The first obvious difference in the Jace Pavlovich McPherson High football era is the pace of practice as he’s conducting team camp this week.
Pavlovich has instituted a more uptempo practice than his predecessor and mentor, Tom Young. The legendary Young retired after the 2014 season after leading the Bullpups to a 72-25 record and playoff appearances in all nine of his seasons as he changed the football culture at a school that had been a graveyard for coaches.
“I am happy with where we are at after the first three days,” Pavlovich said Wednesday. “Our seniors are embracing the leadership role well. We have cut our camp down to 3 hours and they have kept up a great level of intensity throughout. As a matter of fact, we were able to finish practice 11 minutes early today.”
The Bullpups are coming off a 7-3 season, which included rousing district playoff victories over Buhler and Hays, but ended with a thud with a disappointing home loss to sub-.500 Mulvane in the first round of the Class 4A Division I playoffs.
The Bullpups must replace an excellent senior class that filled most of the starting positions, most notably three-year dual-threat quarterback Kyler Kinnamon, who virtually rewrote the MHS record book except for passing yards and touchdowns.
Pavlovich said contestants for the job are junior Casen Hoover and sophomore Drew Labertew. Hoover broke his leg early last season, but recovered to the point where he was a key contributor for MHS’ runner-up state baseball team this spring. Labertew had a solid season for a powerful MHS freshman team that will yield several players who figure prominently in the team’s plans this year despite being just sophomores.
“I couldn't be happier with the situation we are in,” Pavlovich said. “We have two kids that could very easily start for us. They both have similar styles. Our quarterback run game should be pretty good as athletic as they are in open space. Our five-step passing game is not as sharp as it needs to be this fall, but we will get there throughout the course of the summer.”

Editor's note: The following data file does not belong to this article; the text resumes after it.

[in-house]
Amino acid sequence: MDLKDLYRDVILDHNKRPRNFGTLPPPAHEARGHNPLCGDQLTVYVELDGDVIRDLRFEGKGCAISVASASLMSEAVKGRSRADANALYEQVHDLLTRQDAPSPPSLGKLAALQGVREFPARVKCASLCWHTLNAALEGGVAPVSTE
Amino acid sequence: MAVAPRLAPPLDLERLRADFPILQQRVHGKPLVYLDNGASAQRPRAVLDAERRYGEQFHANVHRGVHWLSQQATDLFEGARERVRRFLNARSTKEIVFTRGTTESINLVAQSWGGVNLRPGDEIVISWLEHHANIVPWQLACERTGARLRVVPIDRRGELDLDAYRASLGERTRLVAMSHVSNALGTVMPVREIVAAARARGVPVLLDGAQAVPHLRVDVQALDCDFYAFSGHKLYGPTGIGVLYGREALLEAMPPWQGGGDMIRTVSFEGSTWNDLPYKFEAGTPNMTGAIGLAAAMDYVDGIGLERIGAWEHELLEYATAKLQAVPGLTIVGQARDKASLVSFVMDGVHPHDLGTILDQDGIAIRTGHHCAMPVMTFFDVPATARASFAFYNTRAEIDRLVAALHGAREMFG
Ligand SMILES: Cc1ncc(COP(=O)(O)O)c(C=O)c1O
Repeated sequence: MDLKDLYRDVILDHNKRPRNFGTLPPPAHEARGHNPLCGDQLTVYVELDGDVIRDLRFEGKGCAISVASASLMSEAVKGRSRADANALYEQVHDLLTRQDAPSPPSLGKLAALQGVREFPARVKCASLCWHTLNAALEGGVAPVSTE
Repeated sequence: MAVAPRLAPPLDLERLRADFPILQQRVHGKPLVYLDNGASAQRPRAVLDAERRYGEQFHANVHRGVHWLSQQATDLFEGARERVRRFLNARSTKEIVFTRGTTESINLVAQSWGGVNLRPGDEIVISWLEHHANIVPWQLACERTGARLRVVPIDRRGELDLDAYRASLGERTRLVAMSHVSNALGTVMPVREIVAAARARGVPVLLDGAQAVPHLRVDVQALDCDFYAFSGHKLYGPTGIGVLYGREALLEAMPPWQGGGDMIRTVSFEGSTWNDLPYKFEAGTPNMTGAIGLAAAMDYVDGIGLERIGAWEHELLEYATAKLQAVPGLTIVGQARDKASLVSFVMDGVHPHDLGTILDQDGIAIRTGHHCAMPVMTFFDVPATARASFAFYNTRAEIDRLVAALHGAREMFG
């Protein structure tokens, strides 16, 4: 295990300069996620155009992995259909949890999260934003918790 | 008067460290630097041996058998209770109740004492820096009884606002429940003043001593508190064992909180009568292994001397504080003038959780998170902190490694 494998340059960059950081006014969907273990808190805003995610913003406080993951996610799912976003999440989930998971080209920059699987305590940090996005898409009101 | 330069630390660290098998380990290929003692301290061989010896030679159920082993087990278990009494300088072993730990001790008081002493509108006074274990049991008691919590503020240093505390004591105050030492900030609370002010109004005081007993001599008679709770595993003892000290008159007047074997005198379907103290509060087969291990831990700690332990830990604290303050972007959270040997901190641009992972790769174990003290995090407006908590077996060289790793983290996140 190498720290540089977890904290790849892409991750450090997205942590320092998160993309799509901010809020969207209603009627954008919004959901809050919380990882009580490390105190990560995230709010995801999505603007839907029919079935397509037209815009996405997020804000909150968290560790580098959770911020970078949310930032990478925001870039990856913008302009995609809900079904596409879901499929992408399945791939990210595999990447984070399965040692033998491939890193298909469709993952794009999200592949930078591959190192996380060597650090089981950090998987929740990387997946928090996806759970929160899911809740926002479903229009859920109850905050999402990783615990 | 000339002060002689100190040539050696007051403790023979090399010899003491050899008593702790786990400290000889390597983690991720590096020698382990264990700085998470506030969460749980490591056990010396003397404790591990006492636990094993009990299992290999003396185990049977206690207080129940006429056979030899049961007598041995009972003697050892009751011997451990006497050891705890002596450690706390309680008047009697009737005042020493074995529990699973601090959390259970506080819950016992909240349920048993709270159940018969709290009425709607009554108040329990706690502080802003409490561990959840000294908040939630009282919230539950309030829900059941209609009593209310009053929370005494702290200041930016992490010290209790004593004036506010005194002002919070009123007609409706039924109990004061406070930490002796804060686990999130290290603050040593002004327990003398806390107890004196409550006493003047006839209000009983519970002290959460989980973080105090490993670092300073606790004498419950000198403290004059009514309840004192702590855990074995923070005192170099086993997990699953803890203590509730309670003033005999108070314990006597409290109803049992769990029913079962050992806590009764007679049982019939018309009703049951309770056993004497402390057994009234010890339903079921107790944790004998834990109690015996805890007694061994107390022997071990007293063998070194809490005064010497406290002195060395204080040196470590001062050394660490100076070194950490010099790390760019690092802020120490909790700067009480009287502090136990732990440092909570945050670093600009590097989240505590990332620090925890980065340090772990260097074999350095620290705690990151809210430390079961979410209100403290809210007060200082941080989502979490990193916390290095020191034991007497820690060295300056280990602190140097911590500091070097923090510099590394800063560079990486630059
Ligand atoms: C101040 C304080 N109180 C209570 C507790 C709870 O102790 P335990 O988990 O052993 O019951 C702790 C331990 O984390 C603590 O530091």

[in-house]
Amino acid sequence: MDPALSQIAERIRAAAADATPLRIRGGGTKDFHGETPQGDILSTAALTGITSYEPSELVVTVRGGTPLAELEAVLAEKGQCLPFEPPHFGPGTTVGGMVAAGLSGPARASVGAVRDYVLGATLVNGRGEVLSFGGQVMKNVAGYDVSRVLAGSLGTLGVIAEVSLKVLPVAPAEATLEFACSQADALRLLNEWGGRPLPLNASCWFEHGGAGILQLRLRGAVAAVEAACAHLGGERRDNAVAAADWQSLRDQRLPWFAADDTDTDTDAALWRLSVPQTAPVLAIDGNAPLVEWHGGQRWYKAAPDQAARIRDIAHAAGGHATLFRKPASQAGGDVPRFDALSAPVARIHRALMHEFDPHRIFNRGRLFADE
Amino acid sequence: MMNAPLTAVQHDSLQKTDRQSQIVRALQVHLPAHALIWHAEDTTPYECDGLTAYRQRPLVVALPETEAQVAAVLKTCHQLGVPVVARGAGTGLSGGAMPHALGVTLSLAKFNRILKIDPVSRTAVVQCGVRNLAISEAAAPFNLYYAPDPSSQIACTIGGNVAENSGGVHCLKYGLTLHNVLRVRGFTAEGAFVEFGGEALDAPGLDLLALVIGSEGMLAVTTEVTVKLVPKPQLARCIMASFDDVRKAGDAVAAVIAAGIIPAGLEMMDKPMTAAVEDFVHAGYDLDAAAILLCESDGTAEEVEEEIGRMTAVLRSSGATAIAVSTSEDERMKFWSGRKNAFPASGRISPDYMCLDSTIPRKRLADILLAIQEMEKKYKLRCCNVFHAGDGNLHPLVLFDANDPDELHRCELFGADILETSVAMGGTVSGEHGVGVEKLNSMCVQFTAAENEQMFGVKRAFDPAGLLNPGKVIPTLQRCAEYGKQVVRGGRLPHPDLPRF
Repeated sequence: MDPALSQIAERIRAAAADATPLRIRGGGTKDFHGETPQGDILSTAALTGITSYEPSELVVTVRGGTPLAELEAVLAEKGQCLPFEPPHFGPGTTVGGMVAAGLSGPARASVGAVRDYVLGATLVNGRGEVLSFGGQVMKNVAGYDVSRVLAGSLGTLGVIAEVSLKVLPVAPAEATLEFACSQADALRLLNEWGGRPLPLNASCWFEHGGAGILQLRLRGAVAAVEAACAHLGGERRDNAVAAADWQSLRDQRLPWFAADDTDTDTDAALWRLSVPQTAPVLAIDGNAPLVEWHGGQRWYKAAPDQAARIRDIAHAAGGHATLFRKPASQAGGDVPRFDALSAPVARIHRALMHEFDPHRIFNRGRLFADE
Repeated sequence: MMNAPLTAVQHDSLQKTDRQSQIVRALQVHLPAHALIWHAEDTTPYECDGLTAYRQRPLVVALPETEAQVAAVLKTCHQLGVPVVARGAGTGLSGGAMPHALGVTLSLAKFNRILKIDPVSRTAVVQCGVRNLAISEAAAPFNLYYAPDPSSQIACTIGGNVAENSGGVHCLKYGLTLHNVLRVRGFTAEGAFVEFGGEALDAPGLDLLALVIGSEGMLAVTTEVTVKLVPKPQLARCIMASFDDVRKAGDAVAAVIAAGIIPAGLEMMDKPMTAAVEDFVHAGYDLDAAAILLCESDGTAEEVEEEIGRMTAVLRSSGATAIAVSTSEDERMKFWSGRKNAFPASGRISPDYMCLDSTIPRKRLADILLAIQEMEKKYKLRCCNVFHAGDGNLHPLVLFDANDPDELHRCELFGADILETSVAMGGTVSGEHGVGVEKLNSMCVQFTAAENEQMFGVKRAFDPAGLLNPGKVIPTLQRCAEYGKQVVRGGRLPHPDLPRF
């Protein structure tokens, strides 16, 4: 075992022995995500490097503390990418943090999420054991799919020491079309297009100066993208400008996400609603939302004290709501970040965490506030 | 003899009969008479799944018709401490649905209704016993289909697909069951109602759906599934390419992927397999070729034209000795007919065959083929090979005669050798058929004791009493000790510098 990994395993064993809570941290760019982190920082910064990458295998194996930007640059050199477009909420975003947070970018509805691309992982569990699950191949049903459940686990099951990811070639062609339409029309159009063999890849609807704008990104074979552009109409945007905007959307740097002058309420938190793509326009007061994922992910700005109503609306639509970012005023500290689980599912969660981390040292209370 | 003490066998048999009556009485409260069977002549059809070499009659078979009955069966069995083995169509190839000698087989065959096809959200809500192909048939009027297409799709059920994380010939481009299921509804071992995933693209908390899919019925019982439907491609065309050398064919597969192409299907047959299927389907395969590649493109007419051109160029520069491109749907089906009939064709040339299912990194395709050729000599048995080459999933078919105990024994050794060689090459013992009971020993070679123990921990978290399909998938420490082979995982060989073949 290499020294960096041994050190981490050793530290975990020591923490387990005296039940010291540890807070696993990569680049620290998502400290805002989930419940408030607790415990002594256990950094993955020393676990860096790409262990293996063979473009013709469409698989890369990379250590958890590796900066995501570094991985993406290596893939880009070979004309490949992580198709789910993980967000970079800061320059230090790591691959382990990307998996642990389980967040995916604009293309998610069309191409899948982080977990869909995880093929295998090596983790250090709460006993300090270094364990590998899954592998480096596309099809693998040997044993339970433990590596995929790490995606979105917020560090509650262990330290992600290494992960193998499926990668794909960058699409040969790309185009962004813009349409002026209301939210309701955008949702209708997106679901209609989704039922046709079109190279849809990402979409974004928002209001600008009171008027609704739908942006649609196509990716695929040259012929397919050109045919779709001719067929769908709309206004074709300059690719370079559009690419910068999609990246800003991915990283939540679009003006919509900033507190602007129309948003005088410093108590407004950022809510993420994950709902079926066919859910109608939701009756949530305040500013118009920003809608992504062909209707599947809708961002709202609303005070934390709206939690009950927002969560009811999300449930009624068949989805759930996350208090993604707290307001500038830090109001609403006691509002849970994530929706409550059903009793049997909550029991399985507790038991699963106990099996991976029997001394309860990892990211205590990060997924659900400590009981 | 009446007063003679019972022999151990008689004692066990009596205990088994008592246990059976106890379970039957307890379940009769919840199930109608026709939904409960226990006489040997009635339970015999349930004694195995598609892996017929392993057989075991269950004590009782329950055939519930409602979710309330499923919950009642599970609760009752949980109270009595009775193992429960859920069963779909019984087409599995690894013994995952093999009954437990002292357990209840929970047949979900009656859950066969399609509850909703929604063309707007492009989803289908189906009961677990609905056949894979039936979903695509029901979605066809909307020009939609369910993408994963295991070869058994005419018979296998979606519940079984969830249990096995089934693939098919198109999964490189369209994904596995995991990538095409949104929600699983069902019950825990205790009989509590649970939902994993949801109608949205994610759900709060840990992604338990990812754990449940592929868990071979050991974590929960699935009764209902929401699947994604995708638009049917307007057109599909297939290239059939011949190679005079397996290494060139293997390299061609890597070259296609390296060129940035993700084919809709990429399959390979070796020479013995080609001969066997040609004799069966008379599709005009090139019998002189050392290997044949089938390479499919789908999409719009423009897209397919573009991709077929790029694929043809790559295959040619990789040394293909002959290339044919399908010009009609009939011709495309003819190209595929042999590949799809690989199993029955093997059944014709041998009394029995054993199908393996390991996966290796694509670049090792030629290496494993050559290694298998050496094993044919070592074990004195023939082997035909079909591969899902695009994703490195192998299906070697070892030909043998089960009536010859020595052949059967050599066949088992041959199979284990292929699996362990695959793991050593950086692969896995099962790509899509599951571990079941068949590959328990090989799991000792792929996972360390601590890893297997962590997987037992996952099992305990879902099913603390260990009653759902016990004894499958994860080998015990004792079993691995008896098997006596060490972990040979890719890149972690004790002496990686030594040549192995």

Whoever gets the job will have a couple of quality targets to throw to, if practice is any indication. Senior Spenser Wine (whose season was curtailed to two games last year because of shoulder surgery) and Caleb Spaich are both tall receivers with good hands. They should provide opposing cornerbacks nightmares with their height and jumping ability.
The other major question mark is at running back. Young turned out 1,000-yard backs almost yearly, but it’s been 10 years since the position has been so unsettled, though there’s no shortage of candidates.
“Noah Jirgens is taking the majority of reps as our tailback right now,” Pavlovich said. “Physically he could be one of the best backs we have had in a while. Once he gets our schemes down mentally, he could have a great year. Fortunately for us, we have some depth at tailback. Klayton Goering made the move from offensive line to tailback. He is a 15.5 110 hurdler, so he is fully capable of running the ball. Klayton is more of a bruising type of runner, which we really like. Sophomore Austen Hunt and fullback Taylor Kynaston have been doing a nice job as well.”
Of course in football, a lot depends on play in the offensive and defensive lines. Pavlovich likes what he’s seen so far as many of the returnees have shown the benefits of the weight program as they're bigger, stronger and faster.
“Our strength is going to be our offensive line and our front seven on defense,” Pavlovich said. “We could have the biggest offensive line since we have been here. There is no doubt we are going to lean on those guys a lot. Defensively, our front seven is going to carry us. We have some pretty good size with our interior linemen and some great speed on the edges.”
The Bullpups do have to replace Shrine Bowl selection Ty Hart, Nathan Nutter and Collin Baldwin at linebackers, not to mention star ends Cody Starkel and Cole Hanken. MHS will be greener than summer grass on defense, but it's a unit that figures to get better as the season goes along.
The Bullpups make their annual trek to Pittsburg State’s team camp on June 7-9. They are definitely stepping up in competition, as they’ll go up against bigger schools Blue Valley, Blue Valley West, Manhattan, Springdale, Ark., Bonner Springs, Carthage, Mo., Great Bend and Wasburn Rural.
“We are going to figure out what we need to work on right away,” Pavlovich said.